Advertisement

Experimental Brain Research

, Volume 236, Issue 5, pp 1409–1420 | Cite as

Emotional cues and social anxiety resolve ambiguous perception of biological motion

  • Hörmet Yiltiz
  • Lihan Chen
Research Article

Abstract

Perceptions of ambiguous biological motion are modulated by different individual cognitive abilities (such as inhibition and empathy) and emotional states (such as anxiety). This study explored facing-the-viewer bias (FTV) in perceiving ambiguous directions of biological motion, and investigated whether task-irrelevant simultaneous face emotional cues in the background and the individual social anxiety traits could affect FTV. We found that facial motion cues as background affect sociobiologically relevant scenarios, including biological motion, but not non-biological situations (conveyed through random dot motion). Individuals with high anxiety traits demonstrated a more dominant FTV bias than individuals with low anxiety traits. Ensemble coding-like processing of task-irrelevant multiple emotional cues could magnify the facing-the-viewer bias than did in the single emotional cue. Overall, those findings suggest a correlation between high-level emotional processing and high-level motion perception (subjective to attentional control) contributes to facing-the-viewer bias.

Keywords

Biological motion Emotion Social anxiety Ambiguity Visual perception Ensemble coding Facing-the-viewer bias 

Notes

Acknowledgements

This work is funded by the Natural Science Foundation of China (NSFC61527804, 81371206) and was partially funded by NSFC and the German Research Foundation (DFG) in Project Crossmodal Learning, NSFC 61621136008/DFG TRR-169.

References

  1. Aaen-Stockdale C, Thompson B, Hess RF, Troje NF (2008) Biological motion perception is cue-invariant. J Vis 8(8):6CrossRefPubMedGoogle Scholar
  2. Ahlström V, Blake R, Ahlström U (1997) Perception of biological motion. Perception 26(12):1539–1548CrossRefPubMedGoogle Scholar
  3. Alvarez GA (2011) Representing multiple objects as an ensemble enhances visual cognition. Trends Cogn Sci 15(3):122–131CrossRefPubMedGoogle Scholar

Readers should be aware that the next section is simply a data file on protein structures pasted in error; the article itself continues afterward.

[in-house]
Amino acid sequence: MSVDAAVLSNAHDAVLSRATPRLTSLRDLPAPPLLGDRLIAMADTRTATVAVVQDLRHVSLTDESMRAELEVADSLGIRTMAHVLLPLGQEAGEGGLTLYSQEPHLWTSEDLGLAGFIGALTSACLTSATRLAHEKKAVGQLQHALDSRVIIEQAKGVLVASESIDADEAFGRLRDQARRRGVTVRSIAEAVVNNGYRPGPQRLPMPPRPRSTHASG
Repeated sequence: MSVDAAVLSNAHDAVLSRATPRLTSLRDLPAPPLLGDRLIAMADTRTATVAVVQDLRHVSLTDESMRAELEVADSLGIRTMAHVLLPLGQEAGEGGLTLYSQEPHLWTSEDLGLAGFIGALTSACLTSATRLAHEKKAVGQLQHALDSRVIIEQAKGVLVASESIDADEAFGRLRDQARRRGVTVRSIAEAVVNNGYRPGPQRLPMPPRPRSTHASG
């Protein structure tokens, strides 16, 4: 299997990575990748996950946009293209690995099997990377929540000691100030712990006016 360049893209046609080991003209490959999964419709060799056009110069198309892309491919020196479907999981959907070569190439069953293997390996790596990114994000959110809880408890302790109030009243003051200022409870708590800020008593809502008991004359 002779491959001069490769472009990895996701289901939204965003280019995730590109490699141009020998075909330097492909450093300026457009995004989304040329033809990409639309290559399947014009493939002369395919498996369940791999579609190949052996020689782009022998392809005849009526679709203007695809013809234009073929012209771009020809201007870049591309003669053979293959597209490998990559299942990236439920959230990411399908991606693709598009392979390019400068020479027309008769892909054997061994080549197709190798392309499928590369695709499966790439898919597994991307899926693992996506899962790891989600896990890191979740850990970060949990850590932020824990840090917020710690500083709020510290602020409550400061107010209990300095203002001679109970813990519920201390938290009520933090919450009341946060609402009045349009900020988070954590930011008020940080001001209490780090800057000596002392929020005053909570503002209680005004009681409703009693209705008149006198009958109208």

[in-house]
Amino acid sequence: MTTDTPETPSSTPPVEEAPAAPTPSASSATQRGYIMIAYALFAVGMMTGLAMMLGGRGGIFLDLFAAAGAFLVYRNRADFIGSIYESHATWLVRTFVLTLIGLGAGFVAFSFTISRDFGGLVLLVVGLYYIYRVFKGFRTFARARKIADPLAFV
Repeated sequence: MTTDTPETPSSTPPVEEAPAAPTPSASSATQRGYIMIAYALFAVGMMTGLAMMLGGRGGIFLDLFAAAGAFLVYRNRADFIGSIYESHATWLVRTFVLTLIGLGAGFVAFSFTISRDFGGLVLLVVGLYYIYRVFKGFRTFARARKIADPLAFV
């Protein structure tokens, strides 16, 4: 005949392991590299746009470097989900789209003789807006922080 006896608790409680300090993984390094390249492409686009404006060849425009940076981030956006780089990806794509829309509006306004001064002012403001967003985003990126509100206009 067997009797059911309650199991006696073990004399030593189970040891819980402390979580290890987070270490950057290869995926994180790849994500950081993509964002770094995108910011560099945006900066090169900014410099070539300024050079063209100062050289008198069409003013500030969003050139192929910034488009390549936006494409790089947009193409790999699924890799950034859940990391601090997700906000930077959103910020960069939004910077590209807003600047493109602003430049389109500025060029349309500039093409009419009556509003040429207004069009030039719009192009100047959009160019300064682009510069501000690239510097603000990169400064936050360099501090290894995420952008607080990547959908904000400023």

4. Ariely D (2001) Seeing sets: representation by statistical properties. Psychol Sci 12(2):157–162CrossRefPubMedGoogle Scholar
  5. Bar-Haim Y, Lamy D, Pergamin L, Bakermans-Kranenburg MJ, van Ijzendoorn MH (2007) Threat-related attentional bias in anxious and nonanxious individuals: a meta-analytic study. Psychol Bull 133(1):1–24.  https://doi.org/10.1037/0033-2909.133.1.1 CrossRefPubMedGoogle Scholar
  6. Battelli L, Cavanagh P, Thornton IM (2003) Perception of biological motion in parietal patients. Neuropsychologia 41(13):1808–1816CrossRefPubMedGoogle Scholar
  7. Beintema JA, Lappe M (2002) Perception of biological motion without local image motion. Proc Nat Acad Sci 99(8):5661–5663CrossRefPubMedPubMedCentralGoogle Scholar
  8. Bertenthal BI, Pinto J (1994) Global processing of biological motions. Psychol Sci 5:221–225CrossRefGoogle Scholar
  9. Brainard DH (1997) The psychophysics toolbox. Spat Vis 10(4):433–436CrossRefPubMedGoogle Scholar
  10. Bouma H (1970) Interaction effects in parafoveal letter recognition. Nature 226(5241):177–178CrossRefPubMedGoogle Scholar
  11. Brooks A, Schouten B, Troje NF, Verfaillie K, Blanke O, van der Zwan R (2008) Correlated changes in perceptions of the gender and orientation of ambiguous biological motion figures. Curr Biol 18(17):R728–R729.  https://doi.org/10.1016/j.cub.2008.06.054 CrossRefPubMedGoogle Scholar
  12. Cavanagh P, Alvarez GA (2005) Tracking multiple targets with multifocal attention. Trends Cogn Sci 9(7):349–354.  https://doi.org/10.1016/j.tics.2005.05.009 CrossRefPubMedGoogle Scholar
  13. Cavanagh P, Labianca AT, Thornton IM (2001) Attention-based visual routines: sprites. Cognition 80(1–2):47–60CrossRefPubMedGoogle Scholar
  14. Chong SC, Treisman A (2003) Representation of statistical properties. Vision Res 43(4):393–404CrossRefPubMedGoogle Scholar
  15. Clarke TJ, Bradshaw MF, Field DT, Hampson SE, Rose D (2005) The perception of emotion from body movement in point-light displays of interpersonal dialogue. Perception 34(10):1171–1180.  https://doi.org/10.1068/p5203 CrossRefPubMedGoogle Scholar
  16. Cutting JE, Kozlowski LT (1977) Recognition of friends by their walk: gait perception without familiarity cues. Bull Psychon Soc 9:353–356CrossRefGoogle Scholar
  17. Daniel PM, Whitteridge D (1961) The representation of the visual field on the cerebral cortex in monkeys. J Physiol 159(2):203–221CrossRefPubMedPubMedCentralGoogle Scholar
  18. de Lussanet MH, Lappe M (2012). Depth perception from point-light biological motion displays. J Vis 12(11). doi: 2.11.14[pii]10.1167/12.11.14Google Scholar
  19. de Gardelle V, Summerfield C (2011) Robust averaging during perceptual judgment. Proc Natl Acad Sci USA 108(32):13341–13346.  https://doi.org/10.1073/pnas.1104517108 CrossRefPubMedPubMedCentralGoogle Scholar
  20. Felleman DJ, Van Essen DC (1991) Distributed hierarchical processing in the primate cerebral cortex. Cereb Cortex 1(1):1–47CrossRefPubMedGoogle Scholar
  21. Fox E, Russo R, Dutton K (2002) Attentional bias for threat: evidence for delayed disengagement from emotional faces. Cogn Emot 16(3):355–379.  https://doi.org/10.1080/02699930143000527 CrossRefPubMedPubMedCentralGoogle Scholar